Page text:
COMMENTARY: Education needs reform
The new movie, "Waiting for Superman," is destined to bring renewed focus on American schools. As usual, the blame for failures and shortcomings falls on poor teachers, teacher training, unions, tenure and parents. The movie does suggest some changes and solutions. Perhaps the best suggestion is to find those things that work and give them broader use.
If we look at these areas more closely, the analysis is not always accurate or complete. Colleges and universities can do more, but they have been making changes and improvements in teacher training. Recruiting teachers from the upper levels of students could also improve the quality of the teachers entering the profession.
Unions are often blamed for protecting poor teachers and blocking reform. In fact, unions are often in the forefront of educational change and reform and primarily work to protect the rights of the teachers they represent. Finland, a country where teachers are nearly totally unionized, ranks above the US and the states with the best performance on our tests are the states with the strongest unions.
As for tenure, teachers have no protection in most states during their first three years. During this period they can be released for no reason. After they earn tenure, they can be released for cause, such as failure to meet standards, follow improvement programs and show improvement, or on moral grounds. In addition, they can be released based on reduced enrollment or need. If poor teachers are retained, the cause is usually poor supervision, in-service training, or lack of a program of evaluation. Often the failure is due to overworked and undertrained supervisors. Principals are charged with being educational leaders, but spend most of their time on paperwork and discipline. In addition, many schools lack personnel charged with curriculum development and teacher training.
One of the suggestions often made is the use of charter schools. Because there are fewer rules and more freedom of staffing and instruction, they are often cited as being outstanding choices and a good option to give opportunity to students "trapped in poor schools." Interestingly, the lack of rules and supervision of charter schools has led to many abuses. The Center for Research on Educational Outcomes found only 17 percent did a better job than comparable public schools, while more than a third did significantly worse. In Texas, for example, 80 percent of the public school students passed the state achievement tests, but only 37 percent of the charter school students passed.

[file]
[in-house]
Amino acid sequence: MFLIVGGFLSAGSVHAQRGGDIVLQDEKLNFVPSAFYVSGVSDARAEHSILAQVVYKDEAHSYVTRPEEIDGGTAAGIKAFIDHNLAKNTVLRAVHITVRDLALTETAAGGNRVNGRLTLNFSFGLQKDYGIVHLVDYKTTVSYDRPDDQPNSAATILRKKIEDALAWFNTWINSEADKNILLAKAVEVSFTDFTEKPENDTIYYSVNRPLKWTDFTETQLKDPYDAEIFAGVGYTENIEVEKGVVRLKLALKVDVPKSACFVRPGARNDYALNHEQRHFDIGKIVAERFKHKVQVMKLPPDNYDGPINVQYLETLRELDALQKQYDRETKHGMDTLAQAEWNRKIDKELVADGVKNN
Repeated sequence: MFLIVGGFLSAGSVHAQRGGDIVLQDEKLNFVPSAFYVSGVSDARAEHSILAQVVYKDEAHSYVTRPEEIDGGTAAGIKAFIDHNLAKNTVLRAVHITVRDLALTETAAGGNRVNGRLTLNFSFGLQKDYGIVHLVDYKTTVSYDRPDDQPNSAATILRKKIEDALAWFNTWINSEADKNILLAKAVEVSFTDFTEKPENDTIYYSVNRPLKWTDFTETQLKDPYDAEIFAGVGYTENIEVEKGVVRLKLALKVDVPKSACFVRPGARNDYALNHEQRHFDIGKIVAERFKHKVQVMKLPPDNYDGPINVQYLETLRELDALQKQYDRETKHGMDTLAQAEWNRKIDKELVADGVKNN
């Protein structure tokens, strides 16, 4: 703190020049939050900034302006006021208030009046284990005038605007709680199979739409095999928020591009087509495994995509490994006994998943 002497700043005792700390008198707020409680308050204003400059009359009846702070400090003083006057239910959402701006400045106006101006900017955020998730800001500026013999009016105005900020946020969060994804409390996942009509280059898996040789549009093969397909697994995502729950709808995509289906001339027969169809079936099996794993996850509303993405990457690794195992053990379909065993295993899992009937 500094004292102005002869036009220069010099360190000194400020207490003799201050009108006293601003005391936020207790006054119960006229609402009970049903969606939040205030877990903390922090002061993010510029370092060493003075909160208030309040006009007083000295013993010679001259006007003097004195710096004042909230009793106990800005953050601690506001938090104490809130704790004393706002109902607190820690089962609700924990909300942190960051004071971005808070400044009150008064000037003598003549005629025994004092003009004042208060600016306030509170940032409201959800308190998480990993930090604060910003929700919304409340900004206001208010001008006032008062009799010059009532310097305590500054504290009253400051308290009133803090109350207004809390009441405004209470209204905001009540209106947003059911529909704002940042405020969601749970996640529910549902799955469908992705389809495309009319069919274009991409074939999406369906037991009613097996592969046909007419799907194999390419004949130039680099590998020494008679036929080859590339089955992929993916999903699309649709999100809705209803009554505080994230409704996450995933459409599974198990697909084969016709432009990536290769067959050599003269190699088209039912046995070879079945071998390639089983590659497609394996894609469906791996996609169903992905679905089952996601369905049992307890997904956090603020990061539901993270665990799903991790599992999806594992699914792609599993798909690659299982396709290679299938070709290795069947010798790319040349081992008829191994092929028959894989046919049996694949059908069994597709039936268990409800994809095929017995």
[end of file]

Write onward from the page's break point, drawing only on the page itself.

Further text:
One major problem facing schools in our area is the lack of broadband and the ability to share instructors and courses. Nearly a thousand households in Hubbard County do not have broadband available and where it is available, it is only 11 percent of recommended upload speed and less than 50 percent in download speed. In other areas, speeds are as much as 20 times faster than what is available to our schools and businesses. Brita Sailer has been active in the fight to bring adequate broadband to us.
Senator Rod Skoe, who chairs the tax committee, Senator Mary Olson and Representative Brita Sailer represent some of the neediest schools in the state and have worked to provide necessary support. Meg Bye shares these priorities. Mark Dayton has made educational finance a keystone of his campaign. They all understand that reform and improvement require funding to be successful. Now is not the time to cut 1.8 billion dollars from our schools, nor to delay the repayment of our education funding until 2014. This would continue the increases in property taxes to make up for lack of support in the governor's office.
Norm Leistikow is chair of the Hubbard County DFL.